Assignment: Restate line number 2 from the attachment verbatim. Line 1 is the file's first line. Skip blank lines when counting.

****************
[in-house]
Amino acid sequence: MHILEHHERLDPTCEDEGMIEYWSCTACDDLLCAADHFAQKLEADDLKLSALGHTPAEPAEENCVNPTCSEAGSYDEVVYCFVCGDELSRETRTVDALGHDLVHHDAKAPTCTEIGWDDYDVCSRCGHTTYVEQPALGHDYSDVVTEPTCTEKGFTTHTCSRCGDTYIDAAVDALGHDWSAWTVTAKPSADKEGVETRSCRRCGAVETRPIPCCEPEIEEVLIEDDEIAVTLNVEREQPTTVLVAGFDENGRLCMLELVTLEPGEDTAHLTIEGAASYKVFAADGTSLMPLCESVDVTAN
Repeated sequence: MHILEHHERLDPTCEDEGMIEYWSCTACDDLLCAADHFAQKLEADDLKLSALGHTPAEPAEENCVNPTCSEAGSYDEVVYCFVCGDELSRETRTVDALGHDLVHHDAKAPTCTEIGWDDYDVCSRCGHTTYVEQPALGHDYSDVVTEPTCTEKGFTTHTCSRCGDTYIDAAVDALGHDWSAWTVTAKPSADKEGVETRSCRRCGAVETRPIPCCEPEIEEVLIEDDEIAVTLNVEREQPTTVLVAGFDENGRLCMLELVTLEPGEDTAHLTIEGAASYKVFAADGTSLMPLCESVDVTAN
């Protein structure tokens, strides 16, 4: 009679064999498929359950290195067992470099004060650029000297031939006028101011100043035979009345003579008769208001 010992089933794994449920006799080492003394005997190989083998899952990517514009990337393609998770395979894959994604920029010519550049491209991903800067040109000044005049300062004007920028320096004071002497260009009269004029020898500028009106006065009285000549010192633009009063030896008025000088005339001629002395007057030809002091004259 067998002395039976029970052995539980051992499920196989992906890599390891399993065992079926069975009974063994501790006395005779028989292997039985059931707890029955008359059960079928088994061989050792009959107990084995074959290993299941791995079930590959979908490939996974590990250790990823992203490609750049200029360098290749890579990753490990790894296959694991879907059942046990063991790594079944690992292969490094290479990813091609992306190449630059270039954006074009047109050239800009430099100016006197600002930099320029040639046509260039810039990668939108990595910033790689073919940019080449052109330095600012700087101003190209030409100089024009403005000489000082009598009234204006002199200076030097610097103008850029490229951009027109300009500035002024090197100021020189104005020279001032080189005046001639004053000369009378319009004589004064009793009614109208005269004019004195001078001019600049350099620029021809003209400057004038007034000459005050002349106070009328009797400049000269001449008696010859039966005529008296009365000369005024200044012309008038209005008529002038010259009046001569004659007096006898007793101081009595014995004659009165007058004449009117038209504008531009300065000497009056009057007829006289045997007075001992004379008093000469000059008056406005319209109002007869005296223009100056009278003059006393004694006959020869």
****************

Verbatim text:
Amino acid sequence: MHILEHHERLDPTCEDEGMIEYWSCTACDDLLCAADHFAQKLEADDLKLSALGHTPAEPAEENCVNPTCSEAGSYDEVVYCFVCGDELSRETRTVDALGHDLVHHDAKAPTCTEIGWDDYDVCSRCGHTTYVEQPALGHDYSDVVTEPTCTEKGFTTHTCSRCGDTYIDAAVDALGHDWSAWTVTAKPSADKEGVETRSCRRCGAVETRPIPCCEPEIEEVLIEDDEIAVTLNVEREQPTTVLVAGFDENGRLCMLELVTLEPGEDTAHLTIEGAASYKVFAADGTSLMPLCESVDVTAN